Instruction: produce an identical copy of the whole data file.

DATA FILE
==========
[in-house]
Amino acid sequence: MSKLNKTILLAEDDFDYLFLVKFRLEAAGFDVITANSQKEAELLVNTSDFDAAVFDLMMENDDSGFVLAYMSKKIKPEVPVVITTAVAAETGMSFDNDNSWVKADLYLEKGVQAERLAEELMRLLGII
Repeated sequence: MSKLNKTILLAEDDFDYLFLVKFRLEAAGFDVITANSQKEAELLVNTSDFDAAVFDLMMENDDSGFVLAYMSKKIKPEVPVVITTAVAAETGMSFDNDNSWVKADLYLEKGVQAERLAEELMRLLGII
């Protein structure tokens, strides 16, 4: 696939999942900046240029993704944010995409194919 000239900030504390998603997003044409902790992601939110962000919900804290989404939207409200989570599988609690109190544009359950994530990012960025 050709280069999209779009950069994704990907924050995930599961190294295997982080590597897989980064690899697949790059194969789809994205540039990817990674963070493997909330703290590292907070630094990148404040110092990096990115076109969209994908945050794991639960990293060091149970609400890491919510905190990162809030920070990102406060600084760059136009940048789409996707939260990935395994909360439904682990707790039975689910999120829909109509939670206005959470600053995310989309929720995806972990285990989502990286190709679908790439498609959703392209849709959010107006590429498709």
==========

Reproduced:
[in-house]
Amino acid sequence: MSKLNKTILLAEDDFDYLFLVKFRLEAAGFDVITANSQKEAELLVNTSDFDAAVFDLMMENDDSGFVLAYMSKKIKPEVPVVITTAVAAETGMSFDNDNSWVKADLYLEKGVQAERLAEELMRLLGII
Repeated sequence: MSKLNKTILLAEDDFDYLFLVKFRLEAAGFDVITANSQKEAELLVNTSDFDAAVFDLMMENDDSGFVLAYMSKKIKPEVPVVITTAVAAETGMSFDNDNSWVKADLYLEKGVQAERLAEELMRLLGII
């Protein structure tokens, strides 16, 4: 696939999942900046240029993704944010995409194919 000239900030504390998603997003044409902790992601939110962000919900804290989404939207409200989570599988609690109190544009359950994530990012960025 050709280069999209779009950069994704990907924050995930599961190294295997982080590597897989980064690899697949790059194969789809994205540039990817990674963070493997909330703290590292907070630094990148404040110092990096990115076109969209994908945050794991639960990293060091149970609400890491919510905190990162809030920070990102406060600084760059136009940048789409996707939260990935395994909360439904682990707790039975689910999120829909109509939670206005959470600053995310989309929720995806972990285990989502990286190709679908790439498609959703392209849709959010107006590429498709």